As a biotechnician I am capacitate to work in a wide variety of industries, including horticulture, pharmacology, healthcare and technology. My interests are primarily scientific research, teaching and assistance, I can provide support to biologists and other scientists in the lab and the field. My work focuses on the study of living organisms and education. Through experiments and research I can help to discover and understand new approaches to heal people and ecosystems, improve agricultural productivity, as well as develop new bioprocesses and technologies.
Between all the paths and fields of the biological sciences I have made the choice of study the fungi. These organisms are used in many processes, such as the production of enzymes, vitamins, polysaccharides, polyhydric alcohols, pigments, lipids, and glycolipids. Some of these fungal products are produced industrially in high-tech installations while others are obtained through more traditional methods. By obvious reasons, the fungus kingdom is potentially valuable in biotechnology and in our kitchens… mushrooms are delicious!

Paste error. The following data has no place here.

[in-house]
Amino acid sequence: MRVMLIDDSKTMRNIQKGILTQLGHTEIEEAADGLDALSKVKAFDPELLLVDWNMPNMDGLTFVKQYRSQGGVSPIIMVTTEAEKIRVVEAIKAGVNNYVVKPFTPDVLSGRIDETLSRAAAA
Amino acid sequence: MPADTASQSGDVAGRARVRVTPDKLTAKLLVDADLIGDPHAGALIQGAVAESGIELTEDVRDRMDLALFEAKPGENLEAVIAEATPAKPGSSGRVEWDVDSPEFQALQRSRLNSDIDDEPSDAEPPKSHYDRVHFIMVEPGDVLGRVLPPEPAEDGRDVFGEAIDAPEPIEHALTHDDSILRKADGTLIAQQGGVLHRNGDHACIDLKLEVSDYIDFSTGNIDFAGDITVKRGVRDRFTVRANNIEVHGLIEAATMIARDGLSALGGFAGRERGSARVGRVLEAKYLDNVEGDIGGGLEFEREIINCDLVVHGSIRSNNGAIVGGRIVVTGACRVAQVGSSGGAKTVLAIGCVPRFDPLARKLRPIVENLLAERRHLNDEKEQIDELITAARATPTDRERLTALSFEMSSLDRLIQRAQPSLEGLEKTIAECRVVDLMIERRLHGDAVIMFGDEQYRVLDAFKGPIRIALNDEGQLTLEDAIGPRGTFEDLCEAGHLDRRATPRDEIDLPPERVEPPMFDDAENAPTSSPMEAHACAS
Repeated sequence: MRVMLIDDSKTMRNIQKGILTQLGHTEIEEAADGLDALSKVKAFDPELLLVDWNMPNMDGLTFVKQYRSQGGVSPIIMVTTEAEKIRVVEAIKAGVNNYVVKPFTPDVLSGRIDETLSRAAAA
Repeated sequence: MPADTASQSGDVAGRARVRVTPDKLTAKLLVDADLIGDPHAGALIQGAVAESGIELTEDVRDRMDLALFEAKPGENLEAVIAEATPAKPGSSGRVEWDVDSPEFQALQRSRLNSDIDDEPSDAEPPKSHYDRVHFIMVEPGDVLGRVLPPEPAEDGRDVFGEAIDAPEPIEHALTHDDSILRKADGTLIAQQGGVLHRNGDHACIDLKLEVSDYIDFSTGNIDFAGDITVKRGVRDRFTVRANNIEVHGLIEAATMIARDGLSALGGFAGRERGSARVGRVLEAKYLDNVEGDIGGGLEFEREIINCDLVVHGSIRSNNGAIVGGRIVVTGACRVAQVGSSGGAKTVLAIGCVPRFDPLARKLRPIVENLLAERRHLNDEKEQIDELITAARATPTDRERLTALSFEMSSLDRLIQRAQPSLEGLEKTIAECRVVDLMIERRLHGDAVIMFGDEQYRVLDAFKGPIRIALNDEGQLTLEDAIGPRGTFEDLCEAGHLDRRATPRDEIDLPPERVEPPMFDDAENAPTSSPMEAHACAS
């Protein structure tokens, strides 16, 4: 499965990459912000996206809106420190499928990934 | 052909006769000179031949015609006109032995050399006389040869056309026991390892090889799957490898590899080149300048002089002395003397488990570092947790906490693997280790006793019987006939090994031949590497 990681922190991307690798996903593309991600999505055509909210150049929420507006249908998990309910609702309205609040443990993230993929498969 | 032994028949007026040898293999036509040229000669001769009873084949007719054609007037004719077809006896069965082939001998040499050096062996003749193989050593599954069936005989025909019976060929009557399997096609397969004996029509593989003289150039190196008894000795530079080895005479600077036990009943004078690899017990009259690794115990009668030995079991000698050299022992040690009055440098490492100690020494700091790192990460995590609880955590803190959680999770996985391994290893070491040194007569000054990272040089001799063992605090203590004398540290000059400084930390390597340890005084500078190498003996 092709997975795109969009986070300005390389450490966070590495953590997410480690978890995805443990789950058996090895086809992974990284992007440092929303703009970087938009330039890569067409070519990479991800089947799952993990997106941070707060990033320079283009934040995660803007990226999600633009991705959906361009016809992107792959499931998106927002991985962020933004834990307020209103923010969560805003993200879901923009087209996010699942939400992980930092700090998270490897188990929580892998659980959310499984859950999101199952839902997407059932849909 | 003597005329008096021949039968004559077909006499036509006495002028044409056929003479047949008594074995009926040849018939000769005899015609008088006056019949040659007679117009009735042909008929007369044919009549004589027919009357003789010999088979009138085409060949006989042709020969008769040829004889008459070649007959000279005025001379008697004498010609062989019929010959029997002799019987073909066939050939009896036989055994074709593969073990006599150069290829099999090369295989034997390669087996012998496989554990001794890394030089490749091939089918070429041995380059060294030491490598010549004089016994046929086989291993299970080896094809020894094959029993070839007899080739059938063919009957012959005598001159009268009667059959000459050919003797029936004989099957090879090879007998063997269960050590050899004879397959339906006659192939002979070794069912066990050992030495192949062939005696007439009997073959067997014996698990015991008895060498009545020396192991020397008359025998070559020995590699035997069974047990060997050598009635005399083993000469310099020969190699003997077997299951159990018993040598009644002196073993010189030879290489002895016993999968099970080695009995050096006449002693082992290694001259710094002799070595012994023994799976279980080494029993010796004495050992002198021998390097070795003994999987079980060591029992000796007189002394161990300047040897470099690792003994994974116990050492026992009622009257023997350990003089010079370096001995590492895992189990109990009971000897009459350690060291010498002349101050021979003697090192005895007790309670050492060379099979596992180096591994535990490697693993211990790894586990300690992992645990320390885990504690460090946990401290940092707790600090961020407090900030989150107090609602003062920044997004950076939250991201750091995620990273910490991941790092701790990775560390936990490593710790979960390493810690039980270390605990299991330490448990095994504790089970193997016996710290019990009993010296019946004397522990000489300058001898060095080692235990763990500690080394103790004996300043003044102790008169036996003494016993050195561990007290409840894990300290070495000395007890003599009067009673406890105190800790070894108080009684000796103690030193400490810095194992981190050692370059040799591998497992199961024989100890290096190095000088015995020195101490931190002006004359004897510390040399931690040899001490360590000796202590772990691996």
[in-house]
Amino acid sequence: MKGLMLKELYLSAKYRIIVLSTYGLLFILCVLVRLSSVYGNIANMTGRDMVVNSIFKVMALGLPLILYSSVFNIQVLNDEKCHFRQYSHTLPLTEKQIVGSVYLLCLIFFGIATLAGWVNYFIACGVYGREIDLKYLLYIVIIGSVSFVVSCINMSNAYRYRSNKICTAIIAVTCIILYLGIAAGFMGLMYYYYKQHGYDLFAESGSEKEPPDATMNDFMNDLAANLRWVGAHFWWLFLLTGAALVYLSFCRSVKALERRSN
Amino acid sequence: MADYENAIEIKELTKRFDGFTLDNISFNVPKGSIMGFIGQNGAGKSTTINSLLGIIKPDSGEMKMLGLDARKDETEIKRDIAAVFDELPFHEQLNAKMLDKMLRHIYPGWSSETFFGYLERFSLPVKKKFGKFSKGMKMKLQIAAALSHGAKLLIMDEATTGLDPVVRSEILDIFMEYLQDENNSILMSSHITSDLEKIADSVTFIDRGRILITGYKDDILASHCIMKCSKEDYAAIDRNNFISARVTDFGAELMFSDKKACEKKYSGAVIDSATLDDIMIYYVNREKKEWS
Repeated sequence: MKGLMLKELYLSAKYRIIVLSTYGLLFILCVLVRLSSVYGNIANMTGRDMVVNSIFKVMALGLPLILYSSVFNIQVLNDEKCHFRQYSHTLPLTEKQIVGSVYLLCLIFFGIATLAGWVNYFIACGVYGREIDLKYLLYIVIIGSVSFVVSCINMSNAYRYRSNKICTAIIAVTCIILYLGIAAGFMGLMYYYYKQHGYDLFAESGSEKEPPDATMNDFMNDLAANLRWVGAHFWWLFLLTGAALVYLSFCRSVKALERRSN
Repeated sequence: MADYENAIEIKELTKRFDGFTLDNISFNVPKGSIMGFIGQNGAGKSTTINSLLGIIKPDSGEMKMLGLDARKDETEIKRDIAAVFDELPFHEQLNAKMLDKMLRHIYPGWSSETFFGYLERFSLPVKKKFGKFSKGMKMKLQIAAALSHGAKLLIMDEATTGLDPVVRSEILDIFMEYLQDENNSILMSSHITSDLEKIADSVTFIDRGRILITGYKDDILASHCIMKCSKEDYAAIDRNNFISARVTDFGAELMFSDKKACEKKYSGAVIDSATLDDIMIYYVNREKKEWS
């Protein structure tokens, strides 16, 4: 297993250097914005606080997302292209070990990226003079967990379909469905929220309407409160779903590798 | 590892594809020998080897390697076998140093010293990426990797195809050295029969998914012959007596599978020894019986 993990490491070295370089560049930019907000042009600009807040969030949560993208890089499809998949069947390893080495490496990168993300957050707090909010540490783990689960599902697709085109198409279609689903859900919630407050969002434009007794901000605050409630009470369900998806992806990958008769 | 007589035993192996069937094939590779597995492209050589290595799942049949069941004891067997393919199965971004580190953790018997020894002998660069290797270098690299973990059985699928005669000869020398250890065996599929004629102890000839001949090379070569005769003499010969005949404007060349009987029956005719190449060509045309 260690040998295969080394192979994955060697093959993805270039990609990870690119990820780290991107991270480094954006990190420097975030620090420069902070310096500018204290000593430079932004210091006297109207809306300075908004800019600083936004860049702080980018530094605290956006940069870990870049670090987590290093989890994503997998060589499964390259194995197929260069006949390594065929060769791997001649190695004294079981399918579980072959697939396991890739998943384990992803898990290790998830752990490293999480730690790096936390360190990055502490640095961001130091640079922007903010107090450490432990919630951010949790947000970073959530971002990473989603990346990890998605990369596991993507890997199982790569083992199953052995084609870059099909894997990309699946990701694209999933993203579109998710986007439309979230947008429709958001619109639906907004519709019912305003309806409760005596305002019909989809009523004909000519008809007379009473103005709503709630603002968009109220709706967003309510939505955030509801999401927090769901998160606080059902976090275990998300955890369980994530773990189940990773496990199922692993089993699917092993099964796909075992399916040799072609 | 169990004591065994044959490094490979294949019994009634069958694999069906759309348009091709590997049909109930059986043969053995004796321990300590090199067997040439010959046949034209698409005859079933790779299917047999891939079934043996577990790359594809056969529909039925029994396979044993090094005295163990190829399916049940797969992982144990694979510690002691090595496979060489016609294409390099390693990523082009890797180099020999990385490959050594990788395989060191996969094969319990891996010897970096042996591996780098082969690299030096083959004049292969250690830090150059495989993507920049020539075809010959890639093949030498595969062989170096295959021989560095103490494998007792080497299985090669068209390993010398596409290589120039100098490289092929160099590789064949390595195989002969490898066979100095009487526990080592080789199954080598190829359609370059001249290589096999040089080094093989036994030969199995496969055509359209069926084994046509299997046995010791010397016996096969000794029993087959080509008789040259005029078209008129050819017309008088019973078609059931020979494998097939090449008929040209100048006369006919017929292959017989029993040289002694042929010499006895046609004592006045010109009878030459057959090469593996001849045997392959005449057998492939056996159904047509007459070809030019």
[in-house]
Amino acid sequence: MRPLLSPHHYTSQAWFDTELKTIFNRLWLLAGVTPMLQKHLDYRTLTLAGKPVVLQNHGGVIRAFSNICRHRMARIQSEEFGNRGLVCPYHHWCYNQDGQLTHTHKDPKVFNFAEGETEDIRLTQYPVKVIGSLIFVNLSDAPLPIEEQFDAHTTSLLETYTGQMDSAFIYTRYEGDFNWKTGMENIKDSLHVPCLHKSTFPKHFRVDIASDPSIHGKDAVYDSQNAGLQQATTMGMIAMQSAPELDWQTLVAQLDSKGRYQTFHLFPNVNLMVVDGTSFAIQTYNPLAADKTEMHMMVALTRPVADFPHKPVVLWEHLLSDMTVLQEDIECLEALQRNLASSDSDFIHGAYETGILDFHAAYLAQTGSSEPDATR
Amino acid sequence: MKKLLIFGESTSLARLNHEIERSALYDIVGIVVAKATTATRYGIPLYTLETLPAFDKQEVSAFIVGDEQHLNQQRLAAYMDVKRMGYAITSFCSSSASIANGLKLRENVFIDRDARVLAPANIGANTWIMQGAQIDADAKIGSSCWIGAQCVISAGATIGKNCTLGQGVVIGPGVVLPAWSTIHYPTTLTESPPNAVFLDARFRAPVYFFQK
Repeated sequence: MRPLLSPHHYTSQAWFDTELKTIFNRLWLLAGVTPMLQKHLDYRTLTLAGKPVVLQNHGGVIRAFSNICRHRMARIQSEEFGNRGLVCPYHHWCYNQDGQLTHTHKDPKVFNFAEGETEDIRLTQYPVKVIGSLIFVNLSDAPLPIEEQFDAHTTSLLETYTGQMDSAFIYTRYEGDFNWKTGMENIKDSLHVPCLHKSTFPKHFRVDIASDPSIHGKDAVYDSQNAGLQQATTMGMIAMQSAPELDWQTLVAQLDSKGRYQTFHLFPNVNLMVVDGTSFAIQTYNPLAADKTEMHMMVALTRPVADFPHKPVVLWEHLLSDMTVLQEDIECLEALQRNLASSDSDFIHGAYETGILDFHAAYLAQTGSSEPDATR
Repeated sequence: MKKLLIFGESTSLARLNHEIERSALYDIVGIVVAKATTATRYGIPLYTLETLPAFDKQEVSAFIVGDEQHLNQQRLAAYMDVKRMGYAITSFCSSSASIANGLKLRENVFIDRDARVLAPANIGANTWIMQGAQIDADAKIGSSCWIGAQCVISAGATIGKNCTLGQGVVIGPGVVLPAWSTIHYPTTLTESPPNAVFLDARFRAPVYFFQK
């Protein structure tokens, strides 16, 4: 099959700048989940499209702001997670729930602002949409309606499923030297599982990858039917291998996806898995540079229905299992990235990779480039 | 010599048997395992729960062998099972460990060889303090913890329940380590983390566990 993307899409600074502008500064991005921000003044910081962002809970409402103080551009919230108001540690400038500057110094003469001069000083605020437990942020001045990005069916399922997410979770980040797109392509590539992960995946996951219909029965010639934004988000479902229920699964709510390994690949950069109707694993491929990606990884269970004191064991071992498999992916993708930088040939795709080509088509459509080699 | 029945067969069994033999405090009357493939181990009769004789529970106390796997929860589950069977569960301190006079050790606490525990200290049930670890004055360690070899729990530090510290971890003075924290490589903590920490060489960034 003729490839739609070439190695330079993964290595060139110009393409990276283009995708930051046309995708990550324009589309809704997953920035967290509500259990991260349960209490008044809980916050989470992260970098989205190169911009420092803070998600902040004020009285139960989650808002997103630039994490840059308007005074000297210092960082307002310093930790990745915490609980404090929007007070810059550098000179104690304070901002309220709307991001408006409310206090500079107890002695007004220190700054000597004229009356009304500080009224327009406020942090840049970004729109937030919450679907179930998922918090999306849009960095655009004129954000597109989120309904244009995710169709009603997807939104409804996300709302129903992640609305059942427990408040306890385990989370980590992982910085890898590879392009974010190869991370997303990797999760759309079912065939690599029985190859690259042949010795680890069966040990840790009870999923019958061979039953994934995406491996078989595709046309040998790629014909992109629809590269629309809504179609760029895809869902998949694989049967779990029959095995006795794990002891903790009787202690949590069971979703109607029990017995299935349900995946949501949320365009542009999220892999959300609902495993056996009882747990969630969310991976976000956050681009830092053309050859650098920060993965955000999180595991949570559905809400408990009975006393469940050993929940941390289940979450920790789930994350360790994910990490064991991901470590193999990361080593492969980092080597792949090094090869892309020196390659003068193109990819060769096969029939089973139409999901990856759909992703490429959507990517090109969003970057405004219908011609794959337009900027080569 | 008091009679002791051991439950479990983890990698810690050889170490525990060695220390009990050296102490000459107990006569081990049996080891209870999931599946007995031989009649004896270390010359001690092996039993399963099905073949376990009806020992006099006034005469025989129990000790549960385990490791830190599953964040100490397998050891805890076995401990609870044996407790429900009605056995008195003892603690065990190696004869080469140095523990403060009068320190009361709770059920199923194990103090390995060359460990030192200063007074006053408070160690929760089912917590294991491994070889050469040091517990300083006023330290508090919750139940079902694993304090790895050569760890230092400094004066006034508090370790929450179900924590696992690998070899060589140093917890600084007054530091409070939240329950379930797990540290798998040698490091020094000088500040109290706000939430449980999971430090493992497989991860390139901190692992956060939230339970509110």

As it is shown in many peer-reviewed magazines and journals, the fungal secondary metabolites are extremely important to our health and nutrition and have tremendous economic impact worldwide. In addition to the multiple reaction sequences of fermentations, fungi are extremely useful in carrying out biotransformation and molecular pharming processes. These are becoming essential to the fine-chemical industry in the production of single-isomer intermediates. Recombinant DNA technology, which includes yeasts and other fungi as hosts, has markedly increased markets for microbial enzymes. Molecular manipulations have been added to mutational techniques as a means of increasing titers and yields of microbial processes and in the discovery of new drugs. Today, fungal biology is a major participant in global industry. Moreover, the best is yet to come as genomes of additional species are sequenced at some level (cDNA, complete genomes, expressed sequence tags) and gene and protein arrays become available.